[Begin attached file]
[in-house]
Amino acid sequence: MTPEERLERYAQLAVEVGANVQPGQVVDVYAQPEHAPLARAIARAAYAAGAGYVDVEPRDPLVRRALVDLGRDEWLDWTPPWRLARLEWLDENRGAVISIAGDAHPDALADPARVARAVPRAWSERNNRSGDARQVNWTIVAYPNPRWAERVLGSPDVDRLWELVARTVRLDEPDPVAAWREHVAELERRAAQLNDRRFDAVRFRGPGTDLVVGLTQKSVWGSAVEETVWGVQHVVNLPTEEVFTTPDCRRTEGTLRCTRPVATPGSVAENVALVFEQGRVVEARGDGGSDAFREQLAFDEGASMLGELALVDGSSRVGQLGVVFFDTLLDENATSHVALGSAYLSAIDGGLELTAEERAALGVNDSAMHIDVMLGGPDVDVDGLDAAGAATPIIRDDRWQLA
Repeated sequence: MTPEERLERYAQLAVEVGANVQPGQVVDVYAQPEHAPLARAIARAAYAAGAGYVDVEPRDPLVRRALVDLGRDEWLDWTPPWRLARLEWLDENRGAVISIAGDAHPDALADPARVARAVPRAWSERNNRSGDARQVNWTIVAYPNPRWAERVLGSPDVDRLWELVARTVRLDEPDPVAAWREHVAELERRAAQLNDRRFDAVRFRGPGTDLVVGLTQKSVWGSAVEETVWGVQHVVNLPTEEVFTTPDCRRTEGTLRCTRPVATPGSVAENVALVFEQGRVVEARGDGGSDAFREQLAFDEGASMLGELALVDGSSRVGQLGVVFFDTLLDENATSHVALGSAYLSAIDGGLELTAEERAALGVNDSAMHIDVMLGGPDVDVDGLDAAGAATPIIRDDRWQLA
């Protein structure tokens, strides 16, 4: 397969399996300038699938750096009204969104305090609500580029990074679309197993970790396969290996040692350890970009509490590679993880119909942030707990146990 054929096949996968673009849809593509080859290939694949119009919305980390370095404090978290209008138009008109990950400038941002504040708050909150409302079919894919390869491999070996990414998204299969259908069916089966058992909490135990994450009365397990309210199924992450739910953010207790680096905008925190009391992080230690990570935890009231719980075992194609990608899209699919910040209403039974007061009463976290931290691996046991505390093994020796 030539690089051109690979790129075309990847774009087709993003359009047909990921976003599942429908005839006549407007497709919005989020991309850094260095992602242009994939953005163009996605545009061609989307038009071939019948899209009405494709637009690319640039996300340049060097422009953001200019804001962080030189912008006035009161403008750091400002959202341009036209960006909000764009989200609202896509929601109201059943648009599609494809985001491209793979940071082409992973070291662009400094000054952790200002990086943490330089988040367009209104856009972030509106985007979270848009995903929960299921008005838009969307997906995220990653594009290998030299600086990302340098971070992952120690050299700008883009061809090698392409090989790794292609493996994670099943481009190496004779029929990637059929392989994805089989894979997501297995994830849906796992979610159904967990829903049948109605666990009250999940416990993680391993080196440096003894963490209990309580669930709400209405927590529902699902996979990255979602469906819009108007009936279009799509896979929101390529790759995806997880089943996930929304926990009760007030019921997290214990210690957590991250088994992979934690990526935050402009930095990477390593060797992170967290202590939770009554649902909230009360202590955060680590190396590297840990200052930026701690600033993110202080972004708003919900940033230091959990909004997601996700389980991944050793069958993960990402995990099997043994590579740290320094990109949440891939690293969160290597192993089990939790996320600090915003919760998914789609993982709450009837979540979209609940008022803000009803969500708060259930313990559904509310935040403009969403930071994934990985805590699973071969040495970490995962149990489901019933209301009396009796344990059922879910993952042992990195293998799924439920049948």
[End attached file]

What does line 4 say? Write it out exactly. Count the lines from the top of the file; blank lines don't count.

């Protein structure tokens, strides 16, 4: 397969399996300038699938750096009204969104305090609500580029990074679309197993970790396969290996040692350890970009509490590679993880119909942030707990146990 054929096949996968673009849809593509080859290939694949119009919305980390370095404090978290209008138009008109990950400038941002504040708050909150409302079919894919390869491999070996990414998204299969259908069916089966058992909490135990994450009365397990309210199924992450739910953010207790680096905008925190009391992080230690990570935890009231719980075992194609990608899209699919910040209403039974007061009463976290931290691996046991505390093994020796 030539690089051109690979790129075309990847774009087709993003359009047909990921976003599942429908005839006549407007497709919005989020991309850094260095992602242009994939953005163009996605545009061609989307038009071939019948899209009405494709637009690319640039996300340049060097422009953001200019804001962080030189912008006035009161403008750091400002959202341009036209960006909000764009989200609202896509929601109201059943648009599609494809985001491209793979940071082409992973070291662009400094000054952790200002990086943490330089988040367009209104856009972030509106985007979270848009995903929960299921008005838009969307997906995220990653594009290998030299600086990302340098971070992952120690050299700008883009061809090698392409090989790794292609493996994670099943481009190496004779029929990637059929392989994805089989894979997501297995994830849906796992979610159904967990829903049948109605666990009250999940416990993680391993080196440096003894963490209990309580669930709400209405927590529902699902996979990255979602469906819009108007009936279009799509896979929101390529790759995806997880089943996930929304926990009760007030019921997290214990210690957590991250088994992979934690990526935050402009930095990477390593060797992170967290202590939770009554649902909230009360202590955060680590190396590297840990200052930026701690600033993110202080972004708003919900940033230091959990909004997601996700389980991944050793069958993960990402995990099997043994590579740290320094990109949440891939690293969160290597192993089990939790996320600090915003919760998914789609993982709450009837979540979209609940008022803000009803969500708060259930313990559904509310935040403009969403930071994934990985805590699973071969040495970490995962149990489901019933209301009396009796344990059922879910993952042992990195293998799924439920049948």